Hi. I was diagnosed as an adult at 36. i only knew that it could be t1 because one of my very good friends at the time had been diagnosed 18 months before me!
It does take some time to get used to doing everything and accepting all of the changes that have to be made. i was angry for quite a while, i have to say. it just seemed so unfair, there i was, just moved to a new city, started a new job, knowing like three people here (and not well) and BOOM, oh hi diabetes. it is never a good time for diabetes.
i think back to those first couple of months and i think, wow, that was pretty scary. i got two days of D education at the local teaching hospital and that was it. i was on my way armed with my lancets and strips and insulin and a piece of paper with carb measurements for different foods. it was good enough to start but i learned so much more information for day to day things on tuD.
you wont believe how much easier it will get, how much better you will be able to deal with everything, how you will just KNOW what to do, how it will become so routine, just another part of you, a part of you that, at times, looms larger than you want it to, but most times just something to take care of.
when i was first diagnosed, i was so strict about food, eating the same thing every day, weighing everything, freaking out and CRYING if i saw a number over 200. any number like that, anything less than perfect control was seen as a personal failure. i really could not accept that sometimes i wasnt going to like the numbers, that i wasnt always going to win the D game. now i accept that a couple of bad numbers are not going to kill me, that i have to LIVE, i have to have that cheesecake once in a while, or that summer ice-cream, or that nyc pizza.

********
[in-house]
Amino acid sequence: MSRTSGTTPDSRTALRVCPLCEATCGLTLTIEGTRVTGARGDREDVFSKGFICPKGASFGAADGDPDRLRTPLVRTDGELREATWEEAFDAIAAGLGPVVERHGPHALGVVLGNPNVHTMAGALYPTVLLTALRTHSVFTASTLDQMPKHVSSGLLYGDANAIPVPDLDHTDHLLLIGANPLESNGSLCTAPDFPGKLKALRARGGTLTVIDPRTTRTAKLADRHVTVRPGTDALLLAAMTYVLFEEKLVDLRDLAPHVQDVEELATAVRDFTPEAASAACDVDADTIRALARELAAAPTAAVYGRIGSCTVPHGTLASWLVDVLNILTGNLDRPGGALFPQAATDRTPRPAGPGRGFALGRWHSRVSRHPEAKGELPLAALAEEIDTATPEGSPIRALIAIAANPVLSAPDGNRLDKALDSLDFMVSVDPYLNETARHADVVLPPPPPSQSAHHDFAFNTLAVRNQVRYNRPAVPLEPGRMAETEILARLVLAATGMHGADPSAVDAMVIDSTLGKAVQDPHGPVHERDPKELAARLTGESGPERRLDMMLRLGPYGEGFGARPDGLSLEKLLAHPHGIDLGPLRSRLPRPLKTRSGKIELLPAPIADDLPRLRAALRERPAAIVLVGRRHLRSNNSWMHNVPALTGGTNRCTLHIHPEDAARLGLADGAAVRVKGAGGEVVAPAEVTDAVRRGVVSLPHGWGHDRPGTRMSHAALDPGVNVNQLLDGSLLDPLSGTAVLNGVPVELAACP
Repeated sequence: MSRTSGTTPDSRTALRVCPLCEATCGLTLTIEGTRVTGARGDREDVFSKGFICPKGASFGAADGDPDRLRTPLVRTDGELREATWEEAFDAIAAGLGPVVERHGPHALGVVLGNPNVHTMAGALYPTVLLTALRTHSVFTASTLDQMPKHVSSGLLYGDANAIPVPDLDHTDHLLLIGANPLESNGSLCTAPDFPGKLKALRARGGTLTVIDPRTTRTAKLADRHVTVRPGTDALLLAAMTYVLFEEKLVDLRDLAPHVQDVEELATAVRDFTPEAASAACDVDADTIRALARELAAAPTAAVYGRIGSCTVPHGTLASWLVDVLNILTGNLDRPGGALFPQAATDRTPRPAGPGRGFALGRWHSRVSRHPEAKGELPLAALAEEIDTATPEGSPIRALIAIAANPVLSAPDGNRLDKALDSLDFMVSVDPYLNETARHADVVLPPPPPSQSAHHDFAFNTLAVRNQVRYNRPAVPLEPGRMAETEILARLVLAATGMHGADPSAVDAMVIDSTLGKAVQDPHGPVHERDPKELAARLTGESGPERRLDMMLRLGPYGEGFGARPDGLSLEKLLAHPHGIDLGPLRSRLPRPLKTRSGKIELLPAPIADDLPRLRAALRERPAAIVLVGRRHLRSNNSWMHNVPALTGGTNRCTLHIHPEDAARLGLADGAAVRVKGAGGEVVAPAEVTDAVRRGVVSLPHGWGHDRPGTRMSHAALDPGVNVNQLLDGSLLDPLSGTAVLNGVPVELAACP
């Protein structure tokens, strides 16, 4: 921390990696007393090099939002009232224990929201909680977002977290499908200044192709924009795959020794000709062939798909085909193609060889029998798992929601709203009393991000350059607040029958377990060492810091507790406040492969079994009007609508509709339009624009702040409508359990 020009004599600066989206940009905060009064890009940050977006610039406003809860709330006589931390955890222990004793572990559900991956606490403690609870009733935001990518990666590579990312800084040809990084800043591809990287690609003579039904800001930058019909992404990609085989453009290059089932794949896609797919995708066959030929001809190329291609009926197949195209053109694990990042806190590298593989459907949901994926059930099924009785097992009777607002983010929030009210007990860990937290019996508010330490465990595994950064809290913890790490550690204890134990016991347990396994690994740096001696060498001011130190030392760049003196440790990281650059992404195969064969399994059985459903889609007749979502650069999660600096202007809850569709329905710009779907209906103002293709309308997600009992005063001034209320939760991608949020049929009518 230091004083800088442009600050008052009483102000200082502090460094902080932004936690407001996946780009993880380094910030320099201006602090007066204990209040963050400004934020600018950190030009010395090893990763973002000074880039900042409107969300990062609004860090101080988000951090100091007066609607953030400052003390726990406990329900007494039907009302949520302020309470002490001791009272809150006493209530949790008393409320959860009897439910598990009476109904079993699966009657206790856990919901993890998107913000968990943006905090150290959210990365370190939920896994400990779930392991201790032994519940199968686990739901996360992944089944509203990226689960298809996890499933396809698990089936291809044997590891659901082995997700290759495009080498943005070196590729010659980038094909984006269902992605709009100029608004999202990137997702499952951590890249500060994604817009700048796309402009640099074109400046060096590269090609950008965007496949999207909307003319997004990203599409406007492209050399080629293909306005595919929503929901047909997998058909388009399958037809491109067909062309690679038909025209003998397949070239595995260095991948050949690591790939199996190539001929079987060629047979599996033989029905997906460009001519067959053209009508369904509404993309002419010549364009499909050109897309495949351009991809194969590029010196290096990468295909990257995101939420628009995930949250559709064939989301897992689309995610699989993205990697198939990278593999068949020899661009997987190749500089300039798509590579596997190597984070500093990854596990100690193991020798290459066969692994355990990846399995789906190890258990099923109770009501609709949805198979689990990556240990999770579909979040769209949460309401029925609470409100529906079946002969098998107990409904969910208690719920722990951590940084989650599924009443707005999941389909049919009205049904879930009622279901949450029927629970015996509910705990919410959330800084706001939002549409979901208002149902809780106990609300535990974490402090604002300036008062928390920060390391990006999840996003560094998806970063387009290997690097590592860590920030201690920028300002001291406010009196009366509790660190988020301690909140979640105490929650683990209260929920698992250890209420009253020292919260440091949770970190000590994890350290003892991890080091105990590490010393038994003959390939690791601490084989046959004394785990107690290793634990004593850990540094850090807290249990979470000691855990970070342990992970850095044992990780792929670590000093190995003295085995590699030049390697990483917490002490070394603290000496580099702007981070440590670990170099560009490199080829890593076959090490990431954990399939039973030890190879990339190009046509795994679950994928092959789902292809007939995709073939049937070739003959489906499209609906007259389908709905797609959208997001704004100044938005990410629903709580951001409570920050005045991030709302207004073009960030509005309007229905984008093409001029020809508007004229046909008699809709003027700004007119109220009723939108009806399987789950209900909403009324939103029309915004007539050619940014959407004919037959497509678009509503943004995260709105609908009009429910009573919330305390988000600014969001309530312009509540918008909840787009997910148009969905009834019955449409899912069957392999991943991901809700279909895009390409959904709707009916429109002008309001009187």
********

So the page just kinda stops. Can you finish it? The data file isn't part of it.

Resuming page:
i think what DrBB said about keeping some insulin production when diagnosed as an adult is true for me. as long as i eat reasonably well and exercise i am able to keep things under control most of the time. enjoy your honeymoon, may it be long and stable!
book recommendation to help: the book of better by chuck eitken. really a feel better book. you cant read it without laughing out loud while getting some good advice.
for more D info, more day to day what-to-do stuff: think like a pancreas by gary scheiner.
and yes, diabetes really sucks!
good luck with everything, it only gets easier!